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WASHINGTON, D.C. -- Recent polling by Scott Rasmussen has indicated that a majority of voters believe that cutting government spending is good for the economy, while a far lesser minority believe it would benefit the economy. A majority of voters also believe that cutting government spending leads to less inflation. A minority of Americans are also confident that they will have enough money to last throughout their retirement years.
President Biden arrived in the White House in January, 2021 with the belief that he would be the most transformational U.S. president since FDR. What this really meant was to transition the U.S. to a “cradle to grave” welfare state made possible by massive increases in federal spending. Biden and Congressional Democrats thought they had a mandate to spend our way out into prosperity. Reality suggests otherwise. Inflation has soared to the highest levels in nearly four decades partly as a result of reckless spending packages, yet Democrats still want to spend more.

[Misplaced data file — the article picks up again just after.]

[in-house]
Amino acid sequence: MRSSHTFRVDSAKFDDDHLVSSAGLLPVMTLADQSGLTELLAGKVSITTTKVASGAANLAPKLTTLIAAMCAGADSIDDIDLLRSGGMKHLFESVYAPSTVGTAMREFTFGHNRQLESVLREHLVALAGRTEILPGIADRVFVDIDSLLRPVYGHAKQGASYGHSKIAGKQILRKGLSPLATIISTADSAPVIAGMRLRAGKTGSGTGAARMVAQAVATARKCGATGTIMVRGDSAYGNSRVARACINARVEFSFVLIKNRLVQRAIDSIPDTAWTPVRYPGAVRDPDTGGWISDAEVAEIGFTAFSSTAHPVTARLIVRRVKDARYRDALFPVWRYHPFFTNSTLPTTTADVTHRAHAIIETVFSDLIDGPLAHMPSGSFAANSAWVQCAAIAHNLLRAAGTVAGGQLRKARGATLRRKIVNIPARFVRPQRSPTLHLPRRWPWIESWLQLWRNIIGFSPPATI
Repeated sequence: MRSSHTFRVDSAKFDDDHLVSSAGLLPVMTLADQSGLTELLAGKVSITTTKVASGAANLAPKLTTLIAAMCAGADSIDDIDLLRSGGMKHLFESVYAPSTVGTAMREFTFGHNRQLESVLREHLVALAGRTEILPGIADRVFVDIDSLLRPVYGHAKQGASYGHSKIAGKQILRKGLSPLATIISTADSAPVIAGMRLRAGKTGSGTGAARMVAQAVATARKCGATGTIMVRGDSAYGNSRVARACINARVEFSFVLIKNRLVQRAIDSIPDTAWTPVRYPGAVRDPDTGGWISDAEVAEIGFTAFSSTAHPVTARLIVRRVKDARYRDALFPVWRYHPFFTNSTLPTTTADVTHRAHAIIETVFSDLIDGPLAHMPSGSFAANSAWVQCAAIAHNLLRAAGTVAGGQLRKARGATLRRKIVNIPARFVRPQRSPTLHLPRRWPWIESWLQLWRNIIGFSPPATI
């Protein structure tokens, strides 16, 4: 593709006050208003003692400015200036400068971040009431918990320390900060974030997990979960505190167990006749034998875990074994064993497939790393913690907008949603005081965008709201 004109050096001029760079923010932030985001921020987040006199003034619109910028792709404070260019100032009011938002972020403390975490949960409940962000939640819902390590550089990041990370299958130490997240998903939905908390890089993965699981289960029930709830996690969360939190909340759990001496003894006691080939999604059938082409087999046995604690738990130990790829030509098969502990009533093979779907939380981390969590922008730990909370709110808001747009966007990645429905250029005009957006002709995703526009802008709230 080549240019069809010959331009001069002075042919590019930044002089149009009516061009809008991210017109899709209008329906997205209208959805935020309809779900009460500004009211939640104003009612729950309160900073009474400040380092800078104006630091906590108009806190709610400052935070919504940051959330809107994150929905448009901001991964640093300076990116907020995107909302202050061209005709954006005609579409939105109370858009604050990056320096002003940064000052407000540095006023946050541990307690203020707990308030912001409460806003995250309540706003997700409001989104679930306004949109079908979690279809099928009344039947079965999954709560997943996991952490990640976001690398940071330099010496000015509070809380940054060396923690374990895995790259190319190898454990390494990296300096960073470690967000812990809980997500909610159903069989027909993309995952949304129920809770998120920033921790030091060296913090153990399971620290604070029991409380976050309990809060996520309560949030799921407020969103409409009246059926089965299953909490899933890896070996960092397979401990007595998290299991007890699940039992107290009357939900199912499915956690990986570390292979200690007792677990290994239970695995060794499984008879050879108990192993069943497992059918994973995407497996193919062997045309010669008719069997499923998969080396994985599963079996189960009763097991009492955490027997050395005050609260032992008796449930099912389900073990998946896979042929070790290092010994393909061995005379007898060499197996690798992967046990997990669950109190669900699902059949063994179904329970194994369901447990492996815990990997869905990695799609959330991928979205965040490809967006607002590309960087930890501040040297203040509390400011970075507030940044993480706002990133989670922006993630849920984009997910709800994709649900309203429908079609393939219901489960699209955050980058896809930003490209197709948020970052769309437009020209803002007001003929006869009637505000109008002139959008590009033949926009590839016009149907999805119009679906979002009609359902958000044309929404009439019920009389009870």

Inflation has hit Americans in the pocketbook, and it is no wonder that a majority of Americans now believe that cutting spending is the key to a healthy economy--a view which economic conservatives have long held. It should also come as no surprise that a minority of Americans are confident that they will have enough money to last throughout their retirement years. After all, Americans living on savings and fixed incomes will continue to be hit the hardest so long as inflation lingers.
Does this polling suggest that we could be on the verge of another watershed moment in favor of fiscal responsibility? One should hope so, for the sake of American families trying to make ends meet and the health of the American economy, overall.
Key insights from the polling are as follows: